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Aspects can be used to add some extra behavior to functions or methods. This behavior is added at runtime and can be useful for things like logging, tracking references and even security.

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# vim:sw=4:et

import sys

class Aspect(object):
    """Aspect defines the aspect interface that should be implemented by
    aspects.
    """

    def __init__(self, method):
        """This method takes the optional arguments given to the
        weave_method() function.
        """
        pass

    def before(self):
        """Code executed before the weaved method is executed.
        """
        pass

    def after(self, retval, exc):
        """Code executed after the weaved method has been executed.
        """
        pass

def weave_method(method, advice_class, *advice_args, **advice_kwargs):
    advice = advice_class(method, *advice_args, **advice_kwargs)
    advice_before = advice.before
    advice_after = advice.after

    def invoke_advice(*args, **kwargs):
        advice_before()
        try:
            retval = method(*args, **kwargs)
        except Exception, e:
            advice_after(None, e)
            raise
        else:
            advice_after(retval, None)
            return retval

    # Replace the method with our weaved one.
    try:
        class_ = method.im_class
    except:
        # The method is actually a simple function, wrap it in its namespace;
        method.func_globals[method.func_name] = invoke_advice
    else:
        #name = method.__name__
        setattr(class_, method.__name__, invoke_advice)
    return invoke_advice


class LoggerAspect(Aspect):

    def __init__(self, method):
        self.method = method

    def before(self):
        print 'entering', self.method

    def after(self, retval, exc):
        print 'leaving', self.method,
        if exc:
            print 'with exception %s(%s)' % (exc.__class__, exc)
        else:
            print 'with return value', retval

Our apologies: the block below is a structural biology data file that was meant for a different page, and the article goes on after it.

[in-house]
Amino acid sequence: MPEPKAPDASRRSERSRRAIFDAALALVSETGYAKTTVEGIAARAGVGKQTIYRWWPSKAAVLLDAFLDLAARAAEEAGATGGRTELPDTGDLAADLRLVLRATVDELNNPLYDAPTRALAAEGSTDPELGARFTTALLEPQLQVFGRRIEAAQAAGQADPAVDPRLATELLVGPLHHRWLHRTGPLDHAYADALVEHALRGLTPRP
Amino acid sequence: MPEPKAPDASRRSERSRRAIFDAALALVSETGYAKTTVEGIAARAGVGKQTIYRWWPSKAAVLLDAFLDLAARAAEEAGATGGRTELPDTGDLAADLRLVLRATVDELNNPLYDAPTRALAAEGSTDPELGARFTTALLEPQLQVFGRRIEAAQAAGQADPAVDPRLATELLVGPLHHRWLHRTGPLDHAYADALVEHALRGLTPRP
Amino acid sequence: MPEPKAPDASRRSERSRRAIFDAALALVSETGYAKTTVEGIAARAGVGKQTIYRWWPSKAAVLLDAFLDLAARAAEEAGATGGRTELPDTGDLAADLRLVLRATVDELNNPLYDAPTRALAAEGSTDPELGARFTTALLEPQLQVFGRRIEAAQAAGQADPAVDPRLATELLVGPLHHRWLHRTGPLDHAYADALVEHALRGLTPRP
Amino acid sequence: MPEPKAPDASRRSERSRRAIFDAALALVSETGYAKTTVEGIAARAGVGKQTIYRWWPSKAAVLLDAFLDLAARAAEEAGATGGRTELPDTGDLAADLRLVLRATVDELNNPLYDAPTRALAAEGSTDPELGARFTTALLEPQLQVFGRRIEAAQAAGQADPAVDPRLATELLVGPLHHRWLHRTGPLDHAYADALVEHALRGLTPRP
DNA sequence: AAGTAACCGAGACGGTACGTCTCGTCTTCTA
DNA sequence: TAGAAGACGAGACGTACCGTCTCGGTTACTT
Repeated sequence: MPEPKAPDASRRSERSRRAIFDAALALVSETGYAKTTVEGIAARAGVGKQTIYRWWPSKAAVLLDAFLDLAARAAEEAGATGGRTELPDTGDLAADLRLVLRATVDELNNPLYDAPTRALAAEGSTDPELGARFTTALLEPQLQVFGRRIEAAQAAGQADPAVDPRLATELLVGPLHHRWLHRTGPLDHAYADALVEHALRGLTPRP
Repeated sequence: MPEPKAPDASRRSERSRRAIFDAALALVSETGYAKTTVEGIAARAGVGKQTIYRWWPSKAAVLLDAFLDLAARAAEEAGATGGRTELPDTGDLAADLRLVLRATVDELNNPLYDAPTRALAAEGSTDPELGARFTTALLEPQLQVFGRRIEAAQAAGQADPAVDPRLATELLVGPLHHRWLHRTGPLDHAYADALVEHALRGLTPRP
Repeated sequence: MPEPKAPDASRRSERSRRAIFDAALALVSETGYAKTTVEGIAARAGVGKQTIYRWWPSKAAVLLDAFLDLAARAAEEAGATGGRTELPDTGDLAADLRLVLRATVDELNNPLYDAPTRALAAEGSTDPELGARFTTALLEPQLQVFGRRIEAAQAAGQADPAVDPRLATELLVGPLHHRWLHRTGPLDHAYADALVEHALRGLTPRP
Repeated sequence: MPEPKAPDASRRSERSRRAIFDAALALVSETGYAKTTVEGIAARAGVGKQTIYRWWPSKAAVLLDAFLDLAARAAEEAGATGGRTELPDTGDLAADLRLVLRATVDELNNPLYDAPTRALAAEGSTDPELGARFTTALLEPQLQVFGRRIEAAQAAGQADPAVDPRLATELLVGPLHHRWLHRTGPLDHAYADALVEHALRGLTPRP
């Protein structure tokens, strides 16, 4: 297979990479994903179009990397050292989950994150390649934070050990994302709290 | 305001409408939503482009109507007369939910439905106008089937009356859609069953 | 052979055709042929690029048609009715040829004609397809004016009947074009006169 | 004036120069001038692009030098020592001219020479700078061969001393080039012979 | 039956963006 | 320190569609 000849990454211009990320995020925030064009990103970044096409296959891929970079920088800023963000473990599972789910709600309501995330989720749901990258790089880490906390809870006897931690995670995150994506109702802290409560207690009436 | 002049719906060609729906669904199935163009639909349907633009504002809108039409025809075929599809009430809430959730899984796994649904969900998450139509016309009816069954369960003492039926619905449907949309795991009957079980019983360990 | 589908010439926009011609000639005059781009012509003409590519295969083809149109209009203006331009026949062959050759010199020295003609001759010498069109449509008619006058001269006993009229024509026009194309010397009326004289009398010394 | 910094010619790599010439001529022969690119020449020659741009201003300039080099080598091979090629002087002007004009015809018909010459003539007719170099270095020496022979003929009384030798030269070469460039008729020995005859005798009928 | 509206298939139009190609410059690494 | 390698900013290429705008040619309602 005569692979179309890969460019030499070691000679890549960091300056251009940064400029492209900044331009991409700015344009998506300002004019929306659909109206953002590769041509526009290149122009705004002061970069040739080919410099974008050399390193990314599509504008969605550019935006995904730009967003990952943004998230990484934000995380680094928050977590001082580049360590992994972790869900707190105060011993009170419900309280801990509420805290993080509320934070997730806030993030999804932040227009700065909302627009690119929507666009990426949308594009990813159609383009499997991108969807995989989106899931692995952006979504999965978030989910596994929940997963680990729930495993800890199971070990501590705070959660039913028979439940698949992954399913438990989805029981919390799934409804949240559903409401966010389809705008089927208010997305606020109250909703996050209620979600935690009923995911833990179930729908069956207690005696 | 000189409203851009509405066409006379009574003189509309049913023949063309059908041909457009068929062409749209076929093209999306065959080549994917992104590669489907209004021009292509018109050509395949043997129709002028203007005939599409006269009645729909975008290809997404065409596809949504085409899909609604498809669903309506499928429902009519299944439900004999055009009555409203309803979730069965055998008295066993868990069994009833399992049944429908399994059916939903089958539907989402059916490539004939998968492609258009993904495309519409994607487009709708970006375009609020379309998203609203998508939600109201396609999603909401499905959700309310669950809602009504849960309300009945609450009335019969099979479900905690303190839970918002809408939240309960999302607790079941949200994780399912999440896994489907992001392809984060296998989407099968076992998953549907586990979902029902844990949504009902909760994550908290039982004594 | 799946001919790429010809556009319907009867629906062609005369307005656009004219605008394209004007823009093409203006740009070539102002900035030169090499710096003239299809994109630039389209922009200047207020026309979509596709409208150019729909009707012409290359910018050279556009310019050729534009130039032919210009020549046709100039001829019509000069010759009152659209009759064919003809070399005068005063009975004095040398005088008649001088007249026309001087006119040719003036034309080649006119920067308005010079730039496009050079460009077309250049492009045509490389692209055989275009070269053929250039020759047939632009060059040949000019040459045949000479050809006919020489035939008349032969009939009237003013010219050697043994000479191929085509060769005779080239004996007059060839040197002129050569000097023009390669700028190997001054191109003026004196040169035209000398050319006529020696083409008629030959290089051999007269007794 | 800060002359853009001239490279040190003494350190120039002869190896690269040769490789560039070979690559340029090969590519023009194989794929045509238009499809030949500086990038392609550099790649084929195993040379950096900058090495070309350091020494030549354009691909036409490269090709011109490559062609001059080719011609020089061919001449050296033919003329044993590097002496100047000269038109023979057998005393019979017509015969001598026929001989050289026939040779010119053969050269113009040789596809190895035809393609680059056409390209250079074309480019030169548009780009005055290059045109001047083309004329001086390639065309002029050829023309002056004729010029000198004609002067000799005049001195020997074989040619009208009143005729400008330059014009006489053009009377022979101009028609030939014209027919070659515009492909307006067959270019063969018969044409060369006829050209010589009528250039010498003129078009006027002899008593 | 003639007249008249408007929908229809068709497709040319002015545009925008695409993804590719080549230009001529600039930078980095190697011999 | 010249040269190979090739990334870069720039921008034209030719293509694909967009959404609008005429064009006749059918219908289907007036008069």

class ReferenceAspect(Aspect):
    """This reference keeps track of objects created by a method.
    A weak reference to those objects is created and appended to reflist.
    """

    def __init__(self, method, reflist):
        self.method = method
        self.reflist = reflist

    def after(self, retval, exc):
        import weakref
        if retval:
            self.reflist.append(weakref.ref(retval))


if __name__ == '__main__':

    def test_func(arg1, arg2):
        print 'test_func(): arg1:', arg1, ', arg2:', arg2

    weave_method(test_func, LoggerAspect)
    print 'testing test_func()'
    test_func('a', 'b')

    class TestClass(object):

        def test_meth(self, arg1, arg2):
            print 'TestClass.test_meth(): arg1:', arg1, ', arg2:', arg2

        def test_exc(self):
            raise ValueError, 'HELP'

    #print dir(TestClass.test_meth)
    #print TestClass.test_meth.im_class
    #print TestClass.test_meth.im_func
    #print TestClass.test_meth.im_self
    weave_method(TestClass.test_meth, LoggerAspect)
    weave_method(TestClass.test_exc, LoggerAspect)

    tc = TestClass()
    tc.test_meth(1, 2)
    try:
        tc.test_exc()
    except ValueError, e:
        print 'Caught expected exception', e
        import traceback
        traceback.print_exc()
    else:
        raise 'HUH'

I use this aspects module mainly for debugging. You can keep track of items using the ReferenceAspect (if you create your objects using some sort of factory). The LoggerAspect is handy if you want to know when a certain function or method is called.

2 comments

LJ Janowski 17 years, 1 month ago  # | flag

Question about aspects and 2.4 '@' function decorators. Very nice recipe. I'm not very familiar with aspect oriented development, but I can see this being useful almost immediately as a convenient approach to keeping debug information. One question, open to the world. I'm still trying to get my head around the new @ style decorators, but it seems like they might be useful when combined w/ this recipe. With the current approach, you have to weave every function for which you want to keep debug information. Still an improvement, but tedious if you are obsessive about sanity checking/logging and have lots of factory functions. In 2.4, shouldn't it be possible define a wrapper function that simply returns its argument, decorate any functions for which we want to keep debug information with this wrapper function, and then weave debug aspects on the wrapper? This would seem to be a painless way to manage debug/release versions of functions throughout a large program as this way functions don't have to know about a global debug variable to control their behavior and the debug version code is consolidated in one or two functions. Admittedly, this would defeat part of the point of function decorators (i.e. since you are going to weave in the aspect later, the function ends up having a 'decorated' behavior (via the aspect) assigned after the main function block). However, ideology aside, this should be fine as long as we make sure we follow this order: define the wrapper function first, the functions to be decorated next, and then finally apply the aspect to the wrapper function, shouldn't it?

Jonathan Wright 17 years ago  # | flag

How about an unweave? Thanks for this recipe, this is really cool.

It looks like it wouldn't be too hard to also add an unweave function. This would allow debugging to be added and removed at runtime.

<dreaming>It would be rather nice to be able to add and remove logging from specific instances rather than specific classes... It's a real shame that python doesn't support instance methods.</dreaming>